Depression is a complex mental health condition that can have different causes. Symptoms include sadness that doesn’t go away, feelings of hopelessness or guilt and trouble thinking clearly. Depression can cause a loss of interest in activities or a decline in work and school performance. Depression is common and it can be treated with medicine or psychotherapy, but it’s important to get help if you notice symptoms.
There are many things that can cause or worsen depression, including ongoing conflicts with others, a lack of social connections, financial problems, illness or surgery, divorce, loss of a loved one, the birth of a baby or other life changes. Depression can also be a symptom of other medical conditions, such as thyroid disease or heart disease. It’s also more common in women than men. Some people have a family history of depression. Depression can last for months, but it is treatable. If left untreated, it can lead to severe depression with thoughts of suicide.
Some scientists believe that depression is caused by a chemical imbalance in the brain. But brain chemistry is very complicated, and it isn’t as simple as one chemical being too low and another too high. There are millions of chemicals in the brain that interact, working both inside and outside nerve cells.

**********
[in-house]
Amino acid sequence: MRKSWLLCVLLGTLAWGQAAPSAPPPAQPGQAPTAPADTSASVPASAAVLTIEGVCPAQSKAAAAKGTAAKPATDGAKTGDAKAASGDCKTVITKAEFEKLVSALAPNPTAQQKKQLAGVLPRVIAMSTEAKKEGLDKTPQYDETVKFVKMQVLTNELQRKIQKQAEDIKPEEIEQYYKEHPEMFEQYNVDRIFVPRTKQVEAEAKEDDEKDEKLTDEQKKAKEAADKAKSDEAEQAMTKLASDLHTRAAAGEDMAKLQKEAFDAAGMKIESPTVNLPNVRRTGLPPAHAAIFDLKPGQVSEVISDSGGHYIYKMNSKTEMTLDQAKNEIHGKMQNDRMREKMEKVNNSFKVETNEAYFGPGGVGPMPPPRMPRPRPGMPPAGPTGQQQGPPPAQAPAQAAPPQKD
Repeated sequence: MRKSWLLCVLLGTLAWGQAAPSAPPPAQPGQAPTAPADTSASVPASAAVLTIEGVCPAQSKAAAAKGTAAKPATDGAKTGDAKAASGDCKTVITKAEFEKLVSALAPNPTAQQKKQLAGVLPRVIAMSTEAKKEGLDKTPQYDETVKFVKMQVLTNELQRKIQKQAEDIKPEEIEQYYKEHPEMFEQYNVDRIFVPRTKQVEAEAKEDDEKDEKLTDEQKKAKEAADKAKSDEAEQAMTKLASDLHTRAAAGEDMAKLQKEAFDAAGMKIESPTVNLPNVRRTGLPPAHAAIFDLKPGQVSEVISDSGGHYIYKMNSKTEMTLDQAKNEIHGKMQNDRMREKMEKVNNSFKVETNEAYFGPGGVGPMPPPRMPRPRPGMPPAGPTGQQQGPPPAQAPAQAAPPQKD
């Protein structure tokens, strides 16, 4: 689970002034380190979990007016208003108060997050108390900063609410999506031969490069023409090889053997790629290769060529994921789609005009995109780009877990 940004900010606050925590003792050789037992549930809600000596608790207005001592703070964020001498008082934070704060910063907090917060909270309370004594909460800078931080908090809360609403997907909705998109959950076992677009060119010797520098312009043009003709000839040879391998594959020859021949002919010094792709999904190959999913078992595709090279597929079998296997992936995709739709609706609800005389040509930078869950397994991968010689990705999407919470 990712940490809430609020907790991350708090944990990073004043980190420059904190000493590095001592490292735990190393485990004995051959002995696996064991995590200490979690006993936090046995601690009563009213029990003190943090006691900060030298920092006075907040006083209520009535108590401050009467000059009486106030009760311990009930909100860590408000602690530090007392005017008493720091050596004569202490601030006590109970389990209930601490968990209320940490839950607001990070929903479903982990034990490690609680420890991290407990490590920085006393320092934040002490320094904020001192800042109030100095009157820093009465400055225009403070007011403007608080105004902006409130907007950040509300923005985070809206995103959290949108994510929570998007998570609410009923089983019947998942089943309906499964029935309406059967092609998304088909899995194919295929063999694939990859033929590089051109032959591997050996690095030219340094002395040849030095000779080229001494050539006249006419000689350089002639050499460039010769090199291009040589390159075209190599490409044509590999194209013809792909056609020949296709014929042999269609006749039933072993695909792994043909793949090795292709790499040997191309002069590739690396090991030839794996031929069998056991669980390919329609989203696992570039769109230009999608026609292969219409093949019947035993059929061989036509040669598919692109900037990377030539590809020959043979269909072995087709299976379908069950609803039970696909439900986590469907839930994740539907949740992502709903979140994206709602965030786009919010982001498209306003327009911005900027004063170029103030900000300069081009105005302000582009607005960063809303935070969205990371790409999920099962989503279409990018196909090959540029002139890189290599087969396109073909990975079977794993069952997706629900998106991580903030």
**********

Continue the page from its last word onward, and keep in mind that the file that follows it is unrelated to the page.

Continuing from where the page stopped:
A lot of research is being done to find what might cause depression and how it can be treated. Some of the causes that have been identified include:
Hormones. There may be a hormone change that leads to depression. These changes can happen during pregnancy and the weeks or months after delivery, from some medical conditions such as thyroid problems, or from menopause. It’s also possible that inherited genes play a role.
Depression can be made worse by certain behaviors, such as avoiding social situations or becoming isolated. It’s also more common in people who have had other mental or physical illnesses. People who have a family history of depression are more likely to have it themselves.
Psychotherapy (also called talk therapy) can be helpful for depression. It can help you learn to change negative beliefs about yourself and your situation. It can also teach you skills to handle stress and improve your relationships. Psychotherapy can be alone or with family members, and it can take 10 to 15 sessions.
Some people with depression are helped by taking part in a clinical trial. Clinical trials are research studies that test new ways to prevent, diagnose or treat diseases and conditions, including depression. Talk to your doctor about whether you are interested in participating in a clinical trial. They can explain the benefits and risks of clinical trials. They can also tell you about research being conducted at NIMH and other places. Some of the treatment options being studied in clinical trials are psychotherapy and medicines. The goal of a clinical trial is to discover if a new treatment works and is safe. The information gathered from the clinical trial can lead to better treatments for everyone in the future.